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Synchronous and Asynchronous Operation
Sequential circuits are divided into two main types: synchronous and asynchronous. Their classification depends on the timing of their signals.
Synchronous sequential circuits change their states and output values at discrete instants of time, which are specified by the rising and falling edge of a free-running clock signal. The clock signal is generally some form of square wave as shown in Figure 2 below.
From the diagram you can see that the clock period is the time between successive transitions in the same direction, that is, between two rising or two falling edges. State transitions in synchronous sequential circuits are made to take place at times when the clock is making a transition from 0 to 1 (rising edge) or from 1 to 0 (falling edge). Between successive clock pulses there is no change in the information stored in memory.
The reciprocal of the clock period is referred to as the clock frequency. The clock width is defined as the time during which the value of the clock signal is equal to 1. The ratio of the clock width and clock period is referred to as the duty cycle. A clock signal is said to be active high if the state changes occur at the clock's rising edge or during the clock width. Otherwise, the clock is said to be active low. Synchronous sequential circuits are also known as clocked sequential circuits.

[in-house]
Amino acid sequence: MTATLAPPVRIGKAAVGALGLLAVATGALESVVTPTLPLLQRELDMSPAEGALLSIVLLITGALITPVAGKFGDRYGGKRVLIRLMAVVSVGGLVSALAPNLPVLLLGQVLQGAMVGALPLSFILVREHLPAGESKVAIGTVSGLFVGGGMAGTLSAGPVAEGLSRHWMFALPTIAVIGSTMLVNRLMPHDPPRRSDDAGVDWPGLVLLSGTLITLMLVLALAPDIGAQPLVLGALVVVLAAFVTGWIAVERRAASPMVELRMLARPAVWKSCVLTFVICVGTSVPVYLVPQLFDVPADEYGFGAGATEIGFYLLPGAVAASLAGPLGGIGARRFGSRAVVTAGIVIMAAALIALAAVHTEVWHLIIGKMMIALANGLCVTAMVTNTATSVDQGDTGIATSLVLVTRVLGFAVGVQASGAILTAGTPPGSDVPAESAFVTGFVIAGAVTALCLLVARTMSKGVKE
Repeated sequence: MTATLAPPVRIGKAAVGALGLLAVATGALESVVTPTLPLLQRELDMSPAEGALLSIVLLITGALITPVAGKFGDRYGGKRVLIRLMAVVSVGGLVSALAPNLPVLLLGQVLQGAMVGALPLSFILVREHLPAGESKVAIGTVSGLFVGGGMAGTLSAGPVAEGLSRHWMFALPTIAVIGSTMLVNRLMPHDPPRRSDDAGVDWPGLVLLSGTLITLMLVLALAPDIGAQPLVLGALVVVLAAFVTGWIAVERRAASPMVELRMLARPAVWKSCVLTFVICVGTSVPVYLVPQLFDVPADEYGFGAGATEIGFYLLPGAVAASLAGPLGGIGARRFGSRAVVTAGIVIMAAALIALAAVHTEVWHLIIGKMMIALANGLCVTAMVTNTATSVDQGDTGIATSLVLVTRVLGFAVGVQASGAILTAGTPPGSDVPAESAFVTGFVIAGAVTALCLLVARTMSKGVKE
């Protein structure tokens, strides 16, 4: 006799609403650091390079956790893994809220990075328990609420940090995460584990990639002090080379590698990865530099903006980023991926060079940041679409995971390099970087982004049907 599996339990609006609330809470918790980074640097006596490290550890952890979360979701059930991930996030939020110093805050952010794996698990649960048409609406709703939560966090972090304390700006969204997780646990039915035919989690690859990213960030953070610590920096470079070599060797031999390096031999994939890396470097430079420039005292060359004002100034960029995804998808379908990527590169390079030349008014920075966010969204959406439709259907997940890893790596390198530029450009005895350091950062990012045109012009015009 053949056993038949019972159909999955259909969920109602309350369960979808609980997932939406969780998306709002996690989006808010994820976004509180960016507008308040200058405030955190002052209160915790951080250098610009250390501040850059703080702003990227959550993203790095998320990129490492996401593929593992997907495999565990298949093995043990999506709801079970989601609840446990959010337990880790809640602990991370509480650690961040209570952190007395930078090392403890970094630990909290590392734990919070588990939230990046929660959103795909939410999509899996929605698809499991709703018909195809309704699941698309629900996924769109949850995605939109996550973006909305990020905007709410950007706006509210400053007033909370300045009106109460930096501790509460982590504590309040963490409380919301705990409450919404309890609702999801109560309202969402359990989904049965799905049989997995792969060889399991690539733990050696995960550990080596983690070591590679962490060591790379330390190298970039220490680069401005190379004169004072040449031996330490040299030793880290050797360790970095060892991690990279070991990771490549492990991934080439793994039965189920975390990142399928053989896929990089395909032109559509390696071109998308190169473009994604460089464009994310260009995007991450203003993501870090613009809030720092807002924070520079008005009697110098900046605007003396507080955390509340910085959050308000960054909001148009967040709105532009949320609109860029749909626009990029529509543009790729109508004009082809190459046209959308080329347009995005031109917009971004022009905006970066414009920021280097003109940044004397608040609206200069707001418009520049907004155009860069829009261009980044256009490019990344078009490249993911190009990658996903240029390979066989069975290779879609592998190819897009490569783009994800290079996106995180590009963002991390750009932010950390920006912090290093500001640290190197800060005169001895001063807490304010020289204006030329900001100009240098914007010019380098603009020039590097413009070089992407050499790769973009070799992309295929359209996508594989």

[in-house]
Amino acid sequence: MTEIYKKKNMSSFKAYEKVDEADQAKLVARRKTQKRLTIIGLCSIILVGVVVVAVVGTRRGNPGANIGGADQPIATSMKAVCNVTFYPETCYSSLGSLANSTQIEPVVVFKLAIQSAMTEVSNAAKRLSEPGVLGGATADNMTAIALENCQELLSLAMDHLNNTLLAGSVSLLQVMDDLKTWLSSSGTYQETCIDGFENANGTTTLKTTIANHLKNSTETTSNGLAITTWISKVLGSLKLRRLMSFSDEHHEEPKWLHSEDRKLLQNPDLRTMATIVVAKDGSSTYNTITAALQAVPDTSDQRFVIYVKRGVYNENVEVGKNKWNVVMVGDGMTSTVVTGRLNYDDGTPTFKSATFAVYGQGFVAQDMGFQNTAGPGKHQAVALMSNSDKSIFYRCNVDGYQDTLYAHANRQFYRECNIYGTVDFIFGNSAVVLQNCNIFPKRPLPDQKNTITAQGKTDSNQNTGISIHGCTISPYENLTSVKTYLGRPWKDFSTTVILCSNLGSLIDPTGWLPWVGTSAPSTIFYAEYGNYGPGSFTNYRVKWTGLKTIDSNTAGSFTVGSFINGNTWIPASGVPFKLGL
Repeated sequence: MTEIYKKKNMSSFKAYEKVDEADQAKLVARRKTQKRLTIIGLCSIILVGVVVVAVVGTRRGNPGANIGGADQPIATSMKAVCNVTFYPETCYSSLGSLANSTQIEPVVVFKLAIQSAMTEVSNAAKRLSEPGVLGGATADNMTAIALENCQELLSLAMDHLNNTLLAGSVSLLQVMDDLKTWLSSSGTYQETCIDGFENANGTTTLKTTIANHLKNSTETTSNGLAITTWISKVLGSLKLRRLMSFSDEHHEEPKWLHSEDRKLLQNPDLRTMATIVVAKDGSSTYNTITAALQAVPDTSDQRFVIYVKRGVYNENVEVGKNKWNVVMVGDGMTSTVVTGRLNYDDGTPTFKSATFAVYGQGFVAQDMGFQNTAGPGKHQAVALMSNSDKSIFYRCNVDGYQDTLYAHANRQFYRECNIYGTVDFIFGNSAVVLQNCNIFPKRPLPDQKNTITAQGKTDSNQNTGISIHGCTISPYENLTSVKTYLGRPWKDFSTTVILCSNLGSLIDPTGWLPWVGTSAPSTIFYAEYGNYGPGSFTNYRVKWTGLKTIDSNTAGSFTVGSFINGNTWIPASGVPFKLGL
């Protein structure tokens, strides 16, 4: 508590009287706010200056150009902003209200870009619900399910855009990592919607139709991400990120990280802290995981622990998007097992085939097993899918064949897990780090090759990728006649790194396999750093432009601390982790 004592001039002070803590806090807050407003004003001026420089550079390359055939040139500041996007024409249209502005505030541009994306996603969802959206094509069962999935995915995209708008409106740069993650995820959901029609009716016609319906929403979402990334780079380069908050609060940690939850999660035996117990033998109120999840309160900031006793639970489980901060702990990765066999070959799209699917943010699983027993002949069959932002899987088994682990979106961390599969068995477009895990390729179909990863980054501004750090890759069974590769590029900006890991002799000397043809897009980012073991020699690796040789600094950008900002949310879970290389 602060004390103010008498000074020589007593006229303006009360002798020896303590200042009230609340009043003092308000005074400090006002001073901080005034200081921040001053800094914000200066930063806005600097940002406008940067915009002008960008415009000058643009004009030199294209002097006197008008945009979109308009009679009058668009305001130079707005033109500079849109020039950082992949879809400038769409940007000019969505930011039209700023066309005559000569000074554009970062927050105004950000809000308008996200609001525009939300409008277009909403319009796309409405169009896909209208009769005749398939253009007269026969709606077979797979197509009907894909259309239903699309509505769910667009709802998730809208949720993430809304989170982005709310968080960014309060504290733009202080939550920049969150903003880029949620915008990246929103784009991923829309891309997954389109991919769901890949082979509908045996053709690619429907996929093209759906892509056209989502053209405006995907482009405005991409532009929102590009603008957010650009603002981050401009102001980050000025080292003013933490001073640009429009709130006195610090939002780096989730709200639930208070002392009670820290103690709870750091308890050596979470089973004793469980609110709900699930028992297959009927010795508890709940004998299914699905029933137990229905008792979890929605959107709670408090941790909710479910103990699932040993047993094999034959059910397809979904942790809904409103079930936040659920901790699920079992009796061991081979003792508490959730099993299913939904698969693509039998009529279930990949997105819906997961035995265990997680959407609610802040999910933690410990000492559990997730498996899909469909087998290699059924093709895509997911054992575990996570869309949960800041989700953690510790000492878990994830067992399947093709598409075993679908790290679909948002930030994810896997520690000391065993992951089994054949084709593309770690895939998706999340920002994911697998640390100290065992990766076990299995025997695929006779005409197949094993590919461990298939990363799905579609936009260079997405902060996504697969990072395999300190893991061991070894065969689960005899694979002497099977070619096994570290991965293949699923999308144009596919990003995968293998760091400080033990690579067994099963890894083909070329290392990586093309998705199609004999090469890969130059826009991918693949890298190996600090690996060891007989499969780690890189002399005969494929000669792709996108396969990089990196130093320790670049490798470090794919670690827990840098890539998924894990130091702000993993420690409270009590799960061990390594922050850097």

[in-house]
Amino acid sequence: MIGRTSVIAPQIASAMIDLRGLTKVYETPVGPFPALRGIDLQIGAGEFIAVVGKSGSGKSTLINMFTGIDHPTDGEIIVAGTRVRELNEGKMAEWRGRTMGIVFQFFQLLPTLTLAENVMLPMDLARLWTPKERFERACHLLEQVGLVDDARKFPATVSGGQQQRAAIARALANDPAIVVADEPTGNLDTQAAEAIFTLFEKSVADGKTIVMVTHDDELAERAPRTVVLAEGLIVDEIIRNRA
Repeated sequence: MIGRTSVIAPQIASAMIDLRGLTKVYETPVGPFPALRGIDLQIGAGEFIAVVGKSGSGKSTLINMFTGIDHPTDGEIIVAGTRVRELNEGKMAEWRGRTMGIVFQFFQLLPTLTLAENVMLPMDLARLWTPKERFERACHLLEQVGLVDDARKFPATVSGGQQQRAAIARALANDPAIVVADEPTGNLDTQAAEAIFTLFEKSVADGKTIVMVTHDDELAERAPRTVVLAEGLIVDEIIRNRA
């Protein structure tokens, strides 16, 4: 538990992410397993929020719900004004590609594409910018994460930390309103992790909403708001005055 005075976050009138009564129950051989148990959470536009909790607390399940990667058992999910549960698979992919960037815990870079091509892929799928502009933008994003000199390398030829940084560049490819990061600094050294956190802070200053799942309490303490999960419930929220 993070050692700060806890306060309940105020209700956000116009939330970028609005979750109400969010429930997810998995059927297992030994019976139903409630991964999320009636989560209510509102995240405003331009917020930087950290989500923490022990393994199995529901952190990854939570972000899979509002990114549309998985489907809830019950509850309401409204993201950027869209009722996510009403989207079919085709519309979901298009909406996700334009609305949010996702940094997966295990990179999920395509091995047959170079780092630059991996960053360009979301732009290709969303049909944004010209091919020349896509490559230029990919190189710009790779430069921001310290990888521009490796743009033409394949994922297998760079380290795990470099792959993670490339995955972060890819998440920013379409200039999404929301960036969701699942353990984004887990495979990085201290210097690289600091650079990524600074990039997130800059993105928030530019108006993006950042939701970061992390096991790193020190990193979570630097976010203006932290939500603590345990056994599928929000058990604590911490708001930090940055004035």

The memory elements used in synchronous sequential circuits are usually flip-flops. These circuits are binary cells capable of storing one bit of information. A flip-flop circuit has two outputs, one for the normal value and one for the complement value of the bit stored in it.
Binary information can enter a flip-flop in a variety of ways, a fact which give rise to the different types of flip-flops. For information on the different types of basic flip-flop circuits and their logical properties, see the previous tutorial on flip-flops.
In asynchronous sequential circuits, the transition from one state to another is initiated by the change in the primary inputs; there is no external synchronisation. The memory commonly used in asynchronous sequential circuits are time-delayed devices, usually implemented by feedback among logic gates. Thus, asynchronous sequential circuits may be regarded as combinational circuits with feedback. Because of the feedback among logic gates, asynchronous sequential circuits may, at times, become unstable due to transient conditions. The instability problem imposes many difficulties on the designer. Hence, they are not as commonly used as synchronous systems.
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